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The Bespoke Process

The Bespoke Process

A bespoke suit from Oliver Brown is an immaculately hand-cut, hand-sewn, and hand-finished garment. It takes over 80 hours of labour to craft a fully-bespoke garment. Read on to learn about the process involved in crafting a bespoke suit.

CONSULTATION

Our bespoke room, opened in the summer of 2017, is proudly positioned at the front of our shop on Lower Sloane Street, allowing passers-by to view our head cutter at work and offering customers the opportunity to have fittings at the heart of bespoke creation. Upon a first visit to our bespoke room, one of our tailors will guide you through choosing the cloth and style of your suit. Selecting a cloth from the thousands we have available involves a discussion about how your suit will be used and whether it will be for a particular occasion. We will then offer guidance and expert advice on the styles available. Everything is possible at this stage, and nearly any request can be met. Our house style is both modern and imbued with points of historical influence. The final part of a first visit involves taking dozens of precise measurements that consider your posture, figure, and individual needs.

CREATING A PATTERN/STRIKING AND CUTTING THE CLOTH:

The tailoring process involves traditional hand-made methods of production that are adapted to meet each client’s individual needs. The work begins in earnest when our tailor creates a unique pattern for you. This pattern is used as a template to strike the cloth with chalk and cut by hand. At this stage, our cutters leave extra cloth (called inlay) to allow the suit to be altered.

BASTING:

Once the cloth has been cut to shape, it is handed over to the appropriate specialist maker (whether for coats, waistcoats, or trousers) in order to begin its construction. Additional materials are added, such as the three layers of natural horse-hair canvassing that gives the suit its shape.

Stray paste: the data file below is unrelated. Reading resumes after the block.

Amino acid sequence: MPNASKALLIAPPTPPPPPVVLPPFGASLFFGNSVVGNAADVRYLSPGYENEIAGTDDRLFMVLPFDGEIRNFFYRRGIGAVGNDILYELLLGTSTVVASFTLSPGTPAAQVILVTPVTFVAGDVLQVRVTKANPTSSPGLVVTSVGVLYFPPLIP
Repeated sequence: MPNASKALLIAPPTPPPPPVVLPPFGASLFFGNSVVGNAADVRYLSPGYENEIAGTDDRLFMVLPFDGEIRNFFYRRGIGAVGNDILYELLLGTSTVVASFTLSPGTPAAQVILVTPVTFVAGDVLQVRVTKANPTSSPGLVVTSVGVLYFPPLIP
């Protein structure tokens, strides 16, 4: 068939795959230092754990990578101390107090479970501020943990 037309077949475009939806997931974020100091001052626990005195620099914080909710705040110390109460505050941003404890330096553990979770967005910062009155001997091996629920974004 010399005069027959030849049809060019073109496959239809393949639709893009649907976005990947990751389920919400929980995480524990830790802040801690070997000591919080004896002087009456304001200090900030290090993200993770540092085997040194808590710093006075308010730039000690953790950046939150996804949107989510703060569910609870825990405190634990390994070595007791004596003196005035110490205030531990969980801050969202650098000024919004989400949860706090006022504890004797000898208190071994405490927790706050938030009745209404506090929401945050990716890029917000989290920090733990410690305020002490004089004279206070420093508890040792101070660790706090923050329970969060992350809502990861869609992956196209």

BASTE FITTING:

It is often said that the first fitting is more for the tailor than the client. At this point, the coat and trousers will resemble the final garment but will be lacking pockets, lapel facings, button-holes, and permanent stitching. This is so that changes can be made to fit and styling to ensure that the client is not simply fitting into a suit, but that the suit is molded to their figure, to create a uniquely harmonious design.

RECUTTING/BACK TO COAT/TROUSER MAKER:

The baste stitches are then removed so that the cloth can be pressed and re-cut, taking into account any alterations that have been made during the first fitting. Patterns are altered at this stage as well, so that any future garments can reflect these precise changes to fit and style. The creation of a bespoke garment is an investment in time as well as the final product—a process that evolves and ensures the highest-quality finished product. Once this stage has finished, the cloth is returned to the maker to be prepared for a second fitting. Pockets, linings, and facings are added, creating a more finished product.

FORWARD FITTING:

During the second fitting, the tailor will check the progress of the suit against initial measurements and alterations to its pattern, including but not limited to: the break over the shoe, the seat of the trousers, the drape, the neck point and cuffs. At this point, the suit will begin to resemble the finished garment.

FINISHING:

The suit is dismantled once again after the forward fitting to make any final, meticulous alterations. A finisher hand creates the button-holes and stitches the linings, pockets, and facings. Pressing of the cloth is one of the most crucial steps before a suit is finished. This gives definition and a sharp appearance to the garment.

FINAL VISIT AND COLLECTION:

At this point, the suit is ready to be collected, and many of our customers choose to wear their new garment out of the shop with pride. However, we have all of our customers try on their suit before it is allowed to leave the shop so that one of our tailors can cast an expert eye over their work, checking for even the most minute fault in fit or craftsmanship. Advice is also given to the customer about how to best care for their new suit. Each customer’s final master pattern is kept on file in the shop to create the foundation of any future garments. Through the life of a bespoke garment, we offer a complimentary repair service work the working parts of a suit: should a button go missing or a zip fail to work, we will happily replace these. We also offer a courtesy sponge and press for our bespoke garments.

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